November 15, 2014 / by admin / American History / No Comments

Long Beach's Los Cerritos (Images of America)

Long Beach's Los Cerritos (Images of America)

Geraldine Knatz

Language: English

Pages: 128

ISBN: B01K3G2E04

Format: PDF / Kindle (mobi) / ePub

Evolving from a 27,000-acre rancho, to a colony of farmers, and then to a neighborhood subdivision, Long Beachs Los Cerritos is the story of a fiercely independent community established prior to William Willmores vision of a city of Long Beach took hold. Life centered around the historic Rancho Los Cerritos throughout the 19th and early 20th centuries as John Temples cattle ranching was replaced by Jotham Bixbys sheep ranching and tenant farming operations. Jotham Bixby sold off land for small farms to create the Cerritos Colony, and further subdivided land to create the Los Cerritos neighborhood. Invaded by oil drilling rigs after the discovery of oil in nearby Signal Hill, fires and noise caused the residents to flee. Los Cerritos declined but rebounded in the 1930s, aided by the presence of the Virginia County Club, stately homes designed by world-renowned architects, and the restoration of the historic rancho adobe by the Bixby family.


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and the main road leading from Los Angeles to San Diego, and between the Santa Ana and San Gabriel Rivers. When Nieto died, his land was divided into six parcels. Nieto’s daughter Manuela Nieto de Cota received 27,000 acres, which became known as the Rancho Los Cerritos. The Cotas built the first adobe structures on the land, known as the Cerritos. No evidence of this adobe currently exists. In 1843, the land was sold to John Temple, a transplanted Easterner who had business operations in Los

J. Bixby and Company. Living at the rancho for 15 years, Bixby raised his family along with 30,000 head of sheep. As the sheep operation scaled down, Bixby focused his attention on subdividing his property. Much of the land of the Rancho Los Cerritos was divided into small farms or sold. Some farms were leased to tenants and used to grow grains or operate dairies under the direct supervision of Jotham or his son George H. Bixby. In 1890, George Bixby built a large home that became the center of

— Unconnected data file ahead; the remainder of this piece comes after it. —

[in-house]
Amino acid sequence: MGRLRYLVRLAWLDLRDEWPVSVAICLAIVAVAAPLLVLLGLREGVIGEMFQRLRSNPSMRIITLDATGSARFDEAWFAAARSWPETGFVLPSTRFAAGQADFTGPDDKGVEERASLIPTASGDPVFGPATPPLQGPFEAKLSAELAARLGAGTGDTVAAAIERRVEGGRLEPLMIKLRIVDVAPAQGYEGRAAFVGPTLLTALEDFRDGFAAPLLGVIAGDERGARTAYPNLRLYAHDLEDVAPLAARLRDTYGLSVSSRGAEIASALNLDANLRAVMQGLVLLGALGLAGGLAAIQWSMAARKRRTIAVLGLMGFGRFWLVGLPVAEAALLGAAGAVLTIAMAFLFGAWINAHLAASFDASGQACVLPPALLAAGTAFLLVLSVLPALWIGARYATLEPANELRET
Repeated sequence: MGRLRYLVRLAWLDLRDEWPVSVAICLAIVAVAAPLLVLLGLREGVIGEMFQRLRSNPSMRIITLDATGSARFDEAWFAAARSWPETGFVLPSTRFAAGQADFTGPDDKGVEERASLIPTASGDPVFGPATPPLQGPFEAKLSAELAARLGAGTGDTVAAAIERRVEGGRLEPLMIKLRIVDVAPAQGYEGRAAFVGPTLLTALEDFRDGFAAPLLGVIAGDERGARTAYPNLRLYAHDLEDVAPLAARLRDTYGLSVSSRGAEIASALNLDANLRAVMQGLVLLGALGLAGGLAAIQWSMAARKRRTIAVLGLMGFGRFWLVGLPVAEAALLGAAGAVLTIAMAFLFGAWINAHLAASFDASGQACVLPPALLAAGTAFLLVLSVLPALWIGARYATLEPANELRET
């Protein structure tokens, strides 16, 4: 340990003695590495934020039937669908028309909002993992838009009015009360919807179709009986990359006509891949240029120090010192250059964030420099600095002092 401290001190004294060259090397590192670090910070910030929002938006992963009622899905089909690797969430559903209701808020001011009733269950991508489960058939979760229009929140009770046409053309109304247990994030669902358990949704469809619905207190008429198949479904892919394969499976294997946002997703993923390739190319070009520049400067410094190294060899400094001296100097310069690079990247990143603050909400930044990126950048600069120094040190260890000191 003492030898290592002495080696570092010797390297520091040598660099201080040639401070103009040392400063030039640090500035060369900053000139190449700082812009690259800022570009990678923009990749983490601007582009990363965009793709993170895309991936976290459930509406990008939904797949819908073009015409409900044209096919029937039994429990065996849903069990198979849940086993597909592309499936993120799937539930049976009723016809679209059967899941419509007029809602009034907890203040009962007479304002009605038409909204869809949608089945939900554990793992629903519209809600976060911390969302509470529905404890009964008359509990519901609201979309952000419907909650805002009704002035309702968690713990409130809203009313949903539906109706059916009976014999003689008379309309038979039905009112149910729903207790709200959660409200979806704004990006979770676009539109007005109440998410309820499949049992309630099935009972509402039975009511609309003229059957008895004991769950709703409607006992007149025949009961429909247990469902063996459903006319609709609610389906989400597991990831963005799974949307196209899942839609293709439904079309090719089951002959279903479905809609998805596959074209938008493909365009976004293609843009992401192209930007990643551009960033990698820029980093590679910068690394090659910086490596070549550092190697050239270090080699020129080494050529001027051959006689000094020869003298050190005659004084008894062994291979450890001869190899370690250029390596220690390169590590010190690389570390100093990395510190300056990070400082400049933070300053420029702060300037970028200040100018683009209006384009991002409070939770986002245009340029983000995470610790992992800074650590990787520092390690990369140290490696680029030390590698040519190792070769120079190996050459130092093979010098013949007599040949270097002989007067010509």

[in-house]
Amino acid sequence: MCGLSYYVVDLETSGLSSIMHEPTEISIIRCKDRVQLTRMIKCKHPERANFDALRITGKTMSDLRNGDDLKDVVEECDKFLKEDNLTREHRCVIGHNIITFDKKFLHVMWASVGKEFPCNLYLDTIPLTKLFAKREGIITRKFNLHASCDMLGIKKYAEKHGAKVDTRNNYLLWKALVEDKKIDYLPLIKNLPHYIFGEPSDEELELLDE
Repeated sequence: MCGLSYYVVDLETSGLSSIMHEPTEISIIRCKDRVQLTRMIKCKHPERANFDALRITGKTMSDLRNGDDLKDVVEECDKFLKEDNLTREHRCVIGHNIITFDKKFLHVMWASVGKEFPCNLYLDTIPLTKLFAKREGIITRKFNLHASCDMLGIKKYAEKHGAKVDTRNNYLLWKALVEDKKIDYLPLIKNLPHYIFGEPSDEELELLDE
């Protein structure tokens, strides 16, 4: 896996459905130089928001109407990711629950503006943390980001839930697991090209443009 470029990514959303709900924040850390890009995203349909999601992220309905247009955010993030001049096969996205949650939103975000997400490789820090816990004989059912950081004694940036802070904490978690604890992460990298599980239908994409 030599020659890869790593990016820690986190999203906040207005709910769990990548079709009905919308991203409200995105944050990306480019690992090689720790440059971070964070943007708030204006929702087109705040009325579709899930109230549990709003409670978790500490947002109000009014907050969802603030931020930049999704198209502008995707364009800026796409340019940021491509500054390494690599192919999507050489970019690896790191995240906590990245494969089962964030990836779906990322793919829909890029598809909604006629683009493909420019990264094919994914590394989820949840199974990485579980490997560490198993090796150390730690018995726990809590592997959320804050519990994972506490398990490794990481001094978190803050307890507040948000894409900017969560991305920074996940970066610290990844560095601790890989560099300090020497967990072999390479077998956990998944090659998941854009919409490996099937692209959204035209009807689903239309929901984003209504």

Angeles River. Adults and children often spent time along the banks of the Los Angeles River. In this photograph are, from left to right, Oliver Sweningsen, Edwine Vignes Sweningsen, Amelia Vignes, Marie Vignes Sans Souci, and Fred Sans Souci. (Courtesy of Ellen Collins.) Los Cerritos Market. Residents were fortunate to have a grocery store in the neighborhood, located at 3912 American Avenue (now Virginia Road), later 3923 Long Beach Boulevard. The early proprietors were brothers Walter C. and

Studios’ back lot. From the beginning, the neighborhood attracted prominent physicians, attorneys, and businessmen, many of who purchased lots close to the Virginia Country Club. Homes designed by noted architects such as Paul Revere Williams, Kirtland Cutter, Edward Killingsworth, James R. Friend, Hugh Gibbs, Kenneth Wing, and Charles and Henry Greene can be found in Los Cerritos. Prevalent styles are Craftsman, Colonial Revival, Monterey, and Tudor Revival. A gated community of homes known as

pallbearer for the funeral of Francisca Ferrer de Watson in May 1903. After several years, the family moved to the Dominguez property before becoming one of the first homeowners in the Los Cerritos subdivision in 1910. Their home was the center of social activity in the early days of the Los Cerritos neighborhood. Because the Vignes family believed its five daughters should be educated, they were instrumental in the establishment of schools where they lived, first as part of the Cerritos School

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